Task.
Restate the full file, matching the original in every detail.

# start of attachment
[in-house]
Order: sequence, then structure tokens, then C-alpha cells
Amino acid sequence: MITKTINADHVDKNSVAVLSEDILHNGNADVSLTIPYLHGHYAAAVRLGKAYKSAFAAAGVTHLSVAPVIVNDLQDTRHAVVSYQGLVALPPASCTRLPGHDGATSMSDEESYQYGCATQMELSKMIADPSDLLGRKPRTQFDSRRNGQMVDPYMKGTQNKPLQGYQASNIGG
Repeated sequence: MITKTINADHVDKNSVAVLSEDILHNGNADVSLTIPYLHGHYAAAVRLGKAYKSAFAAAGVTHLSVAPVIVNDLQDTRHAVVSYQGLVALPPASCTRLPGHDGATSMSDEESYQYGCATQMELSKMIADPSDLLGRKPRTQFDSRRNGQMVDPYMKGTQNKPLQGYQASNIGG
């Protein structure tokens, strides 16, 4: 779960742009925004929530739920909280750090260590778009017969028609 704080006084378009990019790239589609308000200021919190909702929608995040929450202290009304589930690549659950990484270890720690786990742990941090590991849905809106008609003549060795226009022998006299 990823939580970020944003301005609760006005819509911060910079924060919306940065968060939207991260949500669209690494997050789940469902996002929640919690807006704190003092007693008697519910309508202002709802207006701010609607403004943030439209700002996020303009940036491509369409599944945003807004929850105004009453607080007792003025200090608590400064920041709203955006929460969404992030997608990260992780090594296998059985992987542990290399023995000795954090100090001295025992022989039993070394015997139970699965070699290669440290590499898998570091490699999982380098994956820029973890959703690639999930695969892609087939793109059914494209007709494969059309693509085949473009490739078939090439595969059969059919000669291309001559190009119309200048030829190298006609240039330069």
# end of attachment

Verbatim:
[in-house]
Order: sequence, then structure tokens, then C-alpha cells
Amino acid sequence: MITKTINADHVDKNSVAVLSEDILHNGNADVSLTIPYLHGHYAAAVRLGKAYKSAFAAAGVTHLSVAPVIVNDLQDTRHAVVSYQGLVALPPASCTRLPGHDGATSMSDEESYQYGCATQMELSKMIADPSDLLGRKPRTQFDSRRNGQMVDPYMKGTQNKPLQGYQASNIGG
Repeated sequence: MITKTINADHVDKNSVAVLSEDILHNGNADVSLTIPYLHGHYAAAVRLGKAYKSAFAAAGVTHLSVAPVIVNDLQDTRHAVVSYQGLVALPPASCTRLPGHDGATSMSDEESYQYGCATQMELSKMIADPSDLLGRKPRTQFDSRRNGQMVDPYMKGTQNKPLQGYQASNIGG
């Protein structure tokens, strides 16, 4: 779960742009925004929530739920909280750090260590778009017969028609 704080006084378009990019790239589609308000200021919190909702929608995040929450202290009304589930690549659950990484270890720690786990742990941090590991849905809106008609003549060795226009022998006299 990823939580970020944003301005609760006005819509911060910079924060919306940065968060939207991260949500669209690494997050789940469902996002929640919690807006704190003092007693008697519910309508202002709802207006701010609607403004943030439209700002996020303009940036491509369409599944945003807004929850105004009453607080007792003025200090608590400064920041709203955006929460969404992030997608990260992780090594296998059985992987542990290399023995000795954090100090001295025992022989039993070394015997139970699965070699290669440290590499898998570091490699999982380098994956820029973890959703690639999930695969892609087939793109059914494209007709494969059309693509085949473009490739078939090439595969059969059919000669291309001559190009119309200048030829190298006609240039330069």